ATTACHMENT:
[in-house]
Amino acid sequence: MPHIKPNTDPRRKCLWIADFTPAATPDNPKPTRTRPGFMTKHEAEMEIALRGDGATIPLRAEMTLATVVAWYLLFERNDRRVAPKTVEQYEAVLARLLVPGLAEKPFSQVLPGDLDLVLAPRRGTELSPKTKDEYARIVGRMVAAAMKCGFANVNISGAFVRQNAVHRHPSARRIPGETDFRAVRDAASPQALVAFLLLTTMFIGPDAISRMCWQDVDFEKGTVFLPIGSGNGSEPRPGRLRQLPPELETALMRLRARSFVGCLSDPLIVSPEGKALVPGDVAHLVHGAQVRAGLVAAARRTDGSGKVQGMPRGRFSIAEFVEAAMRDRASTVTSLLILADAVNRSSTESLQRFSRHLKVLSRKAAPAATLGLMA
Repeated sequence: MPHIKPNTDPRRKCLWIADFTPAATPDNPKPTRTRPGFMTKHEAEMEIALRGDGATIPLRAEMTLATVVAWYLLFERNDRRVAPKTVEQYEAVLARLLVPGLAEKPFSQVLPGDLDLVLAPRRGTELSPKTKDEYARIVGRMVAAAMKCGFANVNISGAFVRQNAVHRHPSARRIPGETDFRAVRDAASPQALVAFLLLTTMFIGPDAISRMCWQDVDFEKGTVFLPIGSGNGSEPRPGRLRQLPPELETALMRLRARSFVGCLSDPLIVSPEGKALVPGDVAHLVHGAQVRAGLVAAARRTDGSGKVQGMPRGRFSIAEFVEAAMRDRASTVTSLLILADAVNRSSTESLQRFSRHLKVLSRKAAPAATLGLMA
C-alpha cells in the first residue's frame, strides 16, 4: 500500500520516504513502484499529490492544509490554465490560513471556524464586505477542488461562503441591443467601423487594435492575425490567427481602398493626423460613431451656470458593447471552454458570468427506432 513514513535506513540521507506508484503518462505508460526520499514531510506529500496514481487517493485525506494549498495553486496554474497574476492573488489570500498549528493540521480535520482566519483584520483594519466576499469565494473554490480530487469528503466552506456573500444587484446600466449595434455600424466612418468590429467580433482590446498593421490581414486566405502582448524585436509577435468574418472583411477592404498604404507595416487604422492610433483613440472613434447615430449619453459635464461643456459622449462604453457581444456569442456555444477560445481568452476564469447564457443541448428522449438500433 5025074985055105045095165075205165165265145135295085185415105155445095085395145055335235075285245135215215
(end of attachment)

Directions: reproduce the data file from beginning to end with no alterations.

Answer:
[in-house]
Amino acid sequence: MPHIKPNTDPRRKCLWIADFTPAATPDNPKPTRTRPGFMTKHEAEMEIALRGDGATIPLRAEMTLATVVAWYLLFERNDRRVAPKTVEQYEAVLARLLVPGLAEKPFSQVLPGDLDLVLAPRRGTELSPKTKDEYARIVGRMVAAAMKCGFANVNISGAFVRQNAVHRHPSARRIPGETDFRAVRDAASPQALVAFLLLTTMFIGPDAISRMCWQDVDFEKGTVFLPIGSGNGSEPRPGRLRQLPPELETALMRLRARSFVGCLSDPLIVSPEGKALVPGDVAHLVHGAQVRAGLVAAARRTDGSGKVQGMPRGRFSIAEFVEAAMRDRASTVTSLLILADAVNRSSTESLQRFSRHLKVLSRKAAPAATLGLMA
Repeated sequence: MPHIKPNTDPRRKCLWIADFTPAATPDNPKPTRTRPGFMTKHEAEMEIALRGDGATIPLRAEMTLATVVAWYLLFERNDRRVAPKTVEQYEAVLARLLVPGLAEKPFSQVLPGDLDLVLAPRRGTELSPKTKDEYARIVGRMVAAAMKCGFANVNISGAFVRQNAVHRHPSARRIPGETDFRAVRDAASPQALVAFLLLTTMFIGPDAISRMCWQDVDFEKGTVFLPIGSGNGSEPRPGRLRQLPPELETALMRLRARSFVGCLSDPLIVSPEGKALVPGDVAHLVHGAQVRAGLVAAARRTDGSGKVQGMPRGRFSIAEFVEAAMRDRASTVTSLLILADAVNRSSTESLQRFSRHLKVLSRKAAPAATLGLMA
C-alpha cells in the first residue's frame, strides 16, 4: 500500500520516504513502484499529490492544509490554465490560513471556524464586505477542488461562503441591443467601423487594435492575425490567427481602398493626423460613431451656470458593447471552454458570468427506432 513514513535506513540521507506508484503518462505508460526520499514531510506529500496514481487517493485525506494549498495553486496554474497574476492573488489570500498549528493540521480535520482566519483584520483594519466576499469565494473554490480530487469528503466552506456573500444587484446600466449595434455600424466612418468590429467580433482590446498593421490581414486566405502582448524585436509577435468574418472583411477592404498604404507595416487604422492610433483613440472613434447615430449619453459635464461643456459622449462604453457581444456569442456555444477560445481568452476564469447564457443541448428522449438500433 5025074985055105045095165075205165165265145135295085185415105155445095085395145055335235075285245135215215